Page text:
Trump's big tax cut

  • 28 April 2017
  • NormanL
Trump's big tax cut

The Trump administration rolled out its tax cut program this week, and it is a big one.  In the White House briefing on the plan, National Economic Council director Gary Cohn said:

We are going to cut taxes and simplify the tax code by taking the current seven tax brackets we have today and reducing them to only three brackets -- a 10 percent bracket, a 25 percent bracket, and a 35 percent bracket.  We're going to double the standard deduction so that a married couple won't pay any taxes on the first $24,000 of income they earn.  So, in essence, we are creating a zero tax rate -- yes, a zero tax rate -- for the first $24,000 that a couple earns.

The largest standard deduction also leads to simplification because far fewer taxpayers will need to itemize, which means their tax form can go back -- yes -- to that one simple page that I talked about earlier. 

Families in this country will also benefit from tax relief to help them with child and dependent care expenses.  We are going to repeal the alternative minimum tax.  The AMT creates significant complications and burdens which require taxpayers to do their taxes twice to see which is higher.  That makes no sense, and we should have one simple tax code.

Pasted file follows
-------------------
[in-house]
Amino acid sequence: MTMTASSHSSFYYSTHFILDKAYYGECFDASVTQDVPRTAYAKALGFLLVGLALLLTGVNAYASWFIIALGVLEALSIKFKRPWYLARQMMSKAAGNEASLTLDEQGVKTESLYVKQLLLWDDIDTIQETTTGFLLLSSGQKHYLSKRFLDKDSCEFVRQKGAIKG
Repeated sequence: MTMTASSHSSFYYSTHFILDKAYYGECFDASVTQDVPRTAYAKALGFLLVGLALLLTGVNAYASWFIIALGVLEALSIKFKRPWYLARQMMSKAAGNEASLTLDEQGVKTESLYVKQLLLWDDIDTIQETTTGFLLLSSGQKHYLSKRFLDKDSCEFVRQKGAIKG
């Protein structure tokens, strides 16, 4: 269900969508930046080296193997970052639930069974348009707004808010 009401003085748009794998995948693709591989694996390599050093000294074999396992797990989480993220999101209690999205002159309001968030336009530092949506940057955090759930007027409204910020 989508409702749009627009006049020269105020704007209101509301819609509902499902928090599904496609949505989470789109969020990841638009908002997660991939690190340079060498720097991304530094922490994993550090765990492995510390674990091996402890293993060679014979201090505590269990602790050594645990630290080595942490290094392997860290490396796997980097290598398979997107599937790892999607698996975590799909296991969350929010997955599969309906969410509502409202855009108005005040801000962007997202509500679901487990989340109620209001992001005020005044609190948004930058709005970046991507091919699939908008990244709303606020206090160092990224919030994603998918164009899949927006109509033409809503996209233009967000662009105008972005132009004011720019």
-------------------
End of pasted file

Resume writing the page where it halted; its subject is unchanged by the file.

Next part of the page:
As we all know, job creation and economic growth is the top priority of the administration.  Nothing drives economic growth like capital investment.  Therefore, we are going to return the top capital gains tax rate and dividend rate to 20 percent, repealing the harmful 3.8 percent Obamacare tax on dividends and capital gains.  That tax has been a direct hit on investment income and small business owners. 

We're going to repeal the death tax.  The threat of being hit by the death tax leaves small business owners and farmers in this country to waste countless hours and resources on complicated estate planning to make sure their children aren't hit with a huge tax when they die.  No one wants to see their children have to sell the family business to pay an unfair tax.

We're going to eliminate most of the tax breaks that are mainly benefits to high-income individuals.  Homeownership, charitable giving and retirement savings will be protected.  But other tax benefits will be eliminated.

This isn't going to be easy.  Doing big things never is.  We will be attacked from the left and we will be attacked from the right.  But one thing is certain:  I would never, ever bet against this President.  He will get this done for the American people.

Cohn is correct that there will be substantial opposition from the big spenders in both parties to the idea of tax cuts. To their thinking, government has first claim on your wallet, and any effort to let you keep more of what you have worked for is wrong.

That mindset hasn't changed. What is different this time around is the President has made it clear he wants as much of this proposal to be enacted as possible (preferrably, all of it). His goal is to spur economic growth, which tax cuts in the past have done, and done well.

Whether Congress agrees -- and understands that it must, must, must cut spending in order to help balance the government's books -- is another matter.